Also, I notice that LRO has started carrying these wading boots called "Korkers". One of the soles that you can purchase is a rubberlike model called "aquastealth". It appears that this sole would give you the benefits of felt while being easier to rid of didymo. Is there truth to that? If so, have others found the soles to be a good product or is it just a gimmic?

I know of many who have stopped wearing felt altogether out of fear of spreading this stuff, but this can be somewhat dangerous on some of the mountain streams I've fished in the area and I would like an alternative.

Aquastealth has started to appear on a few boots recently. Reports/reviews I have read around the internet give these types of soles high marks. Although I have never used these soles, I just ordered a pair for my Korkers Guide Boots. When I've had the chance to use them, I'll give a report on their performance. As for cleaning them, they have to clean easier than felt!

I have just recently started reading about Didymo and am curious, where did it come from and how did it get in the rivers??

flydoc
01-19-2008, 10:17 AM
I've had Aquastealth wading boots from LL Bean for years. I absolutely love them and couldn't imagine going back to felt. I find they provide superior traction in the water and are also much more wear-resistant on hikes into the backcountry. I don't know the science in terms of resistance to Didymo, but it kind of makes sense that they dry quicker and would be easier to clean.

Paula Begley
01-20-2008, 12:40 AM
Several customers have emailed us regarding the treatment of boots for didymo, and the treatments vary from every government organization you contact.

This interesting tidbit: I had a customer from Connecticut who I was speaking with this week. She and her husband are going to New Zealand. The gov't of New Zealand will allow in NEW boots, but any boots that have been USED they will seize. The process they use to decontaminate them is FREEZING THEM FOR 24 HOURS.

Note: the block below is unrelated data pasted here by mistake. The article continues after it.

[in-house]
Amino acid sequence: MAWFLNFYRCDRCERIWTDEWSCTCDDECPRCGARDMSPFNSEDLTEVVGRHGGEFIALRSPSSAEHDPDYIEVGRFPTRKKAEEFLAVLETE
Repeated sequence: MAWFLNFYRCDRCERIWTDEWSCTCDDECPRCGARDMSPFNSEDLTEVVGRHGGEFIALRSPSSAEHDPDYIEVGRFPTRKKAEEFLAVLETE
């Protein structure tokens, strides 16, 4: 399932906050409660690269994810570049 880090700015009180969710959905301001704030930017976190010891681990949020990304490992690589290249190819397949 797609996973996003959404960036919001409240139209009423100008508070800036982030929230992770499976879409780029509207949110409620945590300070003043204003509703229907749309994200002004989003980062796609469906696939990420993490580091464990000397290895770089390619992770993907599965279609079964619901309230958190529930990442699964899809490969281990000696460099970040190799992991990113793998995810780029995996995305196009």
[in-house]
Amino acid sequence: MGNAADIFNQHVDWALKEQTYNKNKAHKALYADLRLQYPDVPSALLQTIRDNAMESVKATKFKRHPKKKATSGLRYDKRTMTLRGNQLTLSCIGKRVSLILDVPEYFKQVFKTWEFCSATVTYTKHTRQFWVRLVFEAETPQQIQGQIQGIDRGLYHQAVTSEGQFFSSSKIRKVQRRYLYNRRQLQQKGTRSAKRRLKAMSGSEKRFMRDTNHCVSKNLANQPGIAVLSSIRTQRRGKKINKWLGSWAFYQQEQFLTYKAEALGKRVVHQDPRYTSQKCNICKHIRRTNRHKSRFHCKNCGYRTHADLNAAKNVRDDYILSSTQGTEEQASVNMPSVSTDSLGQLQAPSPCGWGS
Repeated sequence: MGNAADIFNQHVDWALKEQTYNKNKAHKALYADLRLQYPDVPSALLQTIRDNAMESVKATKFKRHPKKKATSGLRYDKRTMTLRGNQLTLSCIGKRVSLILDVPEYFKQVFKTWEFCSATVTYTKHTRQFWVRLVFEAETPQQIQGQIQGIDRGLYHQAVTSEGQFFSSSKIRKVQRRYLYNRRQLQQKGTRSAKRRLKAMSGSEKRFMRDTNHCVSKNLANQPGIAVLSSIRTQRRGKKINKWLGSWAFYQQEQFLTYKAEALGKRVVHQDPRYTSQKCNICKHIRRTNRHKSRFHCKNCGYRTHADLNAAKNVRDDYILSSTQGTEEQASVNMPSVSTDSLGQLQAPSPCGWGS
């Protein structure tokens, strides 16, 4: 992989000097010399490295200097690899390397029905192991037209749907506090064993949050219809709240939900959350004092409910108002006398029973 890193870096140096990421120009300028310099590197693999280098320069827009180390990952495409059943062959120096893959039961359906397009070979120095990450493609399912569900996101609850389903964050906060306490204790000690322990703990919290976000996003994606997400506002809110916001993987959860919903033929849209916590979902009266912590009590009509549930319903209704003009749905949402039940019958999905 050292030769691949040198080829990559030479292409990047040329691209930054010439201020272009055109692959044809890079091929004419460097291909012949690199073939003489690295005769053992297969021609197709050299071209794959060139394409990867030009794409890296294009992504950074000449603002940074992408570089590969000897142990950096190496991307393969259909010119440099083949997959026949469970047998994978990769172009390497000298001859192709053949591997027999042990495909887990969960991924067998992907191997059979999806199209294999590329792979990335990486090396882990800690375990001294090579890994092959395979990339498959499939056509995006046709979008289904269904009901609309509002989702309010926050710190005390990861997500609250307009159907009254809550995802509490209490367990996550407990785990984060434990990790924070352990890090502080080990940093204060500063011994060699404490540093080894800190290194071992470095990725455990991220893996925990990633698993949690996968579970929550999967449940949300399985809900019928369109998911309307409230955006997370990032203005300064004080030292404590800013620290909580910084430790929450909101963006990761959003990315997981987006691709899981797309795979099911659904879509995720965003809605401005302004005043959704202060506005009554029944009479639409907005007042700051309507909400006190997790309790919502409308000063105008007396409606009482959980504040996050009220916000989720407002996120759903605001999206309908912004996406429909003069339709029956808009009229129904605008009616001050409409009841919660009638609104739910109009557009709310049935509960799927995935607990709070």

Interesting.

Paula

Grumpy
01-20-2008, 08:52 AM
I think your waders need to be cleaned, dried or frozen as well, not just the sole of your boots, the whole boot.
Could i be wrong?

What about boats, they should be cleaned as well i would think.

Grumpy

ChemEAngler
01-20-2008, 01:28 PM
Something I read once about Didymo is that it can only survive in very cold waters. The temperature I recall the report noting was around 53 degrees. But just because I read it in somebody's report on the internet doesn't make it true. However if this is the case, then that explains why it thrives on the Clinch, SoHo, and Watauga, and why it hasn't yet showed up in the Smokies and on the Hiwassee where they easily exceed 53 degrees each summer. Nonetheless, I always soak my waders and boots in a bleach solution and thoroughly dry afterward before going to a different river.

I have a pair of Orvis Clearwater waders that are on their last legs and am seriously considering a new pair of Korkers with a set of aquastealth and studded felt soles.

Travis

Gerry Romer
01-20-2008, 10:19 PM
As I have posted before, I always clean my Korkers felt soles after each trip to a contaminated stream by pressure washing them at the local car wash. Since the soles are removable, I hang them on the wall of the wash bay where you're supposed to wash your floor mats, and lay the boots on the floor against the wall. I then hit them with the pressure washer on the rinse setting to remove the obvious buildup of river crud. I switch to the soap setting if I've been in a known didymo stream and hit them again. Switch back to the rinse setting and and hit 'em again close up - about 3 or 4 inches away. I then let them thoroughly dry out before entering another stream.

Nothing scientific or anything... but when they dry out, those soles are lily white again! It also seems to lift the nap of the felt again.

Just my two cents... again.

Gerry